For years, the beauty industry has relied on a binary conceptualization of gender and thin, white beauty ideals to sell their products. From skin-lightening creams to photoshopping models to look unrealistically thin, brands have further pushed these European beauty standards on consumers, creating a toxic culture that does not represent the majority of women and men. But recently, some beauty brands have taken a risk by ditching these ideals and promoting messages of inclusivity and diversity. And these risks have paid off-- inclusivity-based brands like Fenty Beauty and Glossier have only grown since their conception.
When Rihanna dropped her 40-shade foundation line under the brand name Fenty Beauty in September 2017, it received immediate adoration. According to The Cut, a handful of the darkest shades immediately sold out. Since the release, according to WWD, Fenty Beauty has been projected to outsell brands like Kylie Jenner’s Kylie Beauty and Kim Kardashian’s KKW in the upcoming months, and has already outsold Kat Von D. Unsurprisingly, according to Slice Intelligence, Fenty Beauty had the highest amount of black and Latinx customers amongst all makeup brands examined, showing the high demand for and importance of shades that match all skin tones.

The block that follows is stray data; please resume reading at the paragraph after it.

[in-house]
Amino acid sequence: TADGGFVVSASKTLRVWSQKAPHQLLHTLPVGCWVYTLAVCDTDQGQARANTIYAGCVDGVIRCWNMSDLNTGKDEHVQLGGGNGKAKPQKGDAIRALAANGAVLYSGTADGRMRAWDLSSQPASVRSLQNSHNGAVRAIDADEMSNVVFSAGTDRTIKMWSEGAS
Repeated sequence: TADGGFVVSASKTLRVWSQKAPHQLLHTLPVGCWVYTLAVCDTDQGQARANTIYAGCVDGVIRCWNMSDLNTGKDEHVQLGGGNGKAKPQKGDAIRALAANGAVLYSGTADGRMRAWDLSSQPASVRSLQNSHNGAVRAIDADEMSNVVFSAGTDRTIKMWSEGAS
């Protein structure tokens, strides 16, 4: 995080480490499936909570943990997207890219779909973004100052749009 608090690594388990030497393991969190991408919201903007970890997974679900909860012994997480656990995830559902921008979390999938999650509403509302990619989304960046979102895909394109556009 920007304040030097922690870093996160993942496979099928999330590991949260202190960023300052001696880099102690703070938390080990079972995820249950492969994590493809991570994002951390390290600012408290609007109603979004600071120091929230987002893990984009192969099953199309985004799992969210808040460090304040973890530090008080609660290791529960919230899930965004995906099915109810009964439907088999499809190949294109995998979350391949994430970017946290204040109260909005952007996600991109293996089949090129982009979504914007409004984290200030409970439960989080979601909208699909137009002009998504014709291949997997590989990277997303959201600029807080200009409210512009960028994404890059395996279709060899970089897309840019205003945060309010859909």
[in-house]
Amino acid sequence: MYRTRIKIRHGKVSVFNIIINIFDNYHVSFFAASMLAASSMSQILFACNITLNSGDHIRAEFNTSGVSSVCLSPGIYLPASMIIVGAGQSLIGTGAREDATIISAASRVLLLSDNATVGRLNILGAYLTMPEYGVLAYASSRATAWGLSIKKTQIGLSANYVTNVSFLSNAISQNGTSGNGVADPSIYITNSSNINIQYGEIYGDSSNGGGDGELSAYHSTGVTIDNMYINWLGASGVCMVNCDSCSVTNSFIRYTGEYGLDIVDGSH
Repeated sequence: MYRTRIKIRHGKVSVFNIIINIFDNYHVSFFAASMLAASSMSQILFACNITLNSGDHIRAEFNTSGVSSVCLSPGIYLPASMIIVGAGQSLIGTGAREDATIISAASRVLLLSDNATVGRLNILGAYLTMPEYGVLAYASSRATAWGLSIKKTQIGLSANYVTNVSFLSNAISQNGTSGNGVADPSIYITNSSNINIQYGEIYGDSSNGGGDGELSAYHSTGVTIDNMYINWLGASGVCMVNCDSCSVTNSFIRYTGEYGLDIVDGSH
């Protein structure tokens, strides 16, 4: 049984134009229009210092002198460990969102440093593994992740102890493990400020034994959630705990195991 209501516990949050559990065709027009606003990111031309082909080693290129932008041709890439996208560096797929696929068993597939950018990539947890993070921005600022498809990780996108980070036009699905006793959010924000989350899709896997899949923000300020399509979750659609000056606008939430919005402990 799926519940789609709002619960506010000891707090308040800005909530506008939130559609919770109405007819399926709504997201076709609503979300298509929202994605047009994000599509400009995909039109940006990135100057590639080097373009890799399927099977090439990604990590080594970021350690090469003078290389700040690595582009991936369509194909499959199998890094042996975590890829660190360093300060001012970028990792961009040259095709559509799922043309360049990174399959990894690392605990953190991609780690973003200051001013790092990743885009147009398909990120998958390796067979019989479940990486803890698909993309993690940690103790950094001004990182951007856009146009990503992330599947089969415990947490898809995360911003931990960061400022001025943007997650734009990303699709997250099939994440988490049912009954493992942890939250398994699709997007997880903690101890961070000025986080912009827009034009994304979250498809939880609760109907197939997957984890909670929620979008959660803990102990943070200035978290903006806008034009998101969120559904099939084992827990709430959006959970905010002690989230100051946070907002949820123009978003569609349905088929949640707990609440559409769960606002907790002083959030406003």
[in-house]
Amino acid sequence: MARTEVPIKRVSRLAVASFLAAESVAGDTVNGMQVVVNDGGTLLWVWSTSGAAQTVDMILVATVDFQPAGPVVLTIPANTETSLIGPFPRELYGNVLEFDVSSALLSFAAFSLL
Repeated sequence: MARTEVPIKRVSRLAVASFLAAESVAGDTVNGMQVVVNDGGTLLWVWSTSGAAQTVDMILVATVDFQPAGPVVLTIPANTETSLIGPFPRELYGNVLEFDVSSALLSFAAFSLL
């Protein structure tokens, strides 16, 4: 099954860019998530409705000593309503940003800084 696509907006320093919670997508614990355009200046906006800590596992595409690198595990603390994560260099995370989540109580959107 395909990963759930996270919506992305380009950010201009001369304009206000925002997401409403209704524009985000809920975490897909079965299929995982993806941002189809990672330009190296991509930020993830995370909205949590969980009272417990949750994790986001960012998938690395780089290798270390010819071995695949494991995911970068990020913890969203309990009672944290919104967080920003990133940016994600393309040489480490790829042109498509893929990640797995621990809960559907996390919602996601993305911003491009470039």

Similarly, CoverGirl became a beauty industry risk-taker when it selected makeup artist James Charles to be its first male spokesmodel in October 2016. In early 2017, Maybelline followed in CoverGirl’s footsteps by announcing influencer Manny Gutierrez, or Manny MUA, as the newest face of its Big Shot Mascara campaign. Gutierrez, who identifies as gay, shows how Maybelline successfully challenged hyper-masculine culture and the persistent idea in the beauty industry that only women wear makeup. With so many successful male beauty influencers on social media, it was about time that established brands began taking risks to challenge gender norms and promote inclusivity through their platforms.
CoverGirl further pushed the beauty industry’s boundaries in late September 2017 by announcing that its newest ambassador would be 69-year-old model Maye Musk. Usingan older model as a brand ambassador was previously unheard of for such established beauty brands. By including a model who does not represent a youthful beauty ideal, CoverGirl affirmed the power of age diversity in the makeup industry.
Most recently, cult beauty brand Glossier took a stand against typical beauty norms with its Body Hero campaign. The campaign, which debuted in September 2017 and promoted the brand’s newest body products, included women with five different skin tones and body types. With billboards in large cities across the country displaying such a wide range of women, Glossier reinforced its mantra that beauty is about being the best version of yourself.
As these few established brands successfully challenge beauty industry ideals, they have taken strides toward fostering a culture of diversity and acceptance. Considering the growth and popularity of these groundbreaking brands, those that remain exclusive will undoubtedly need to step up or prepare to be outsold in a new era of inclusion and representation in the beauty industry.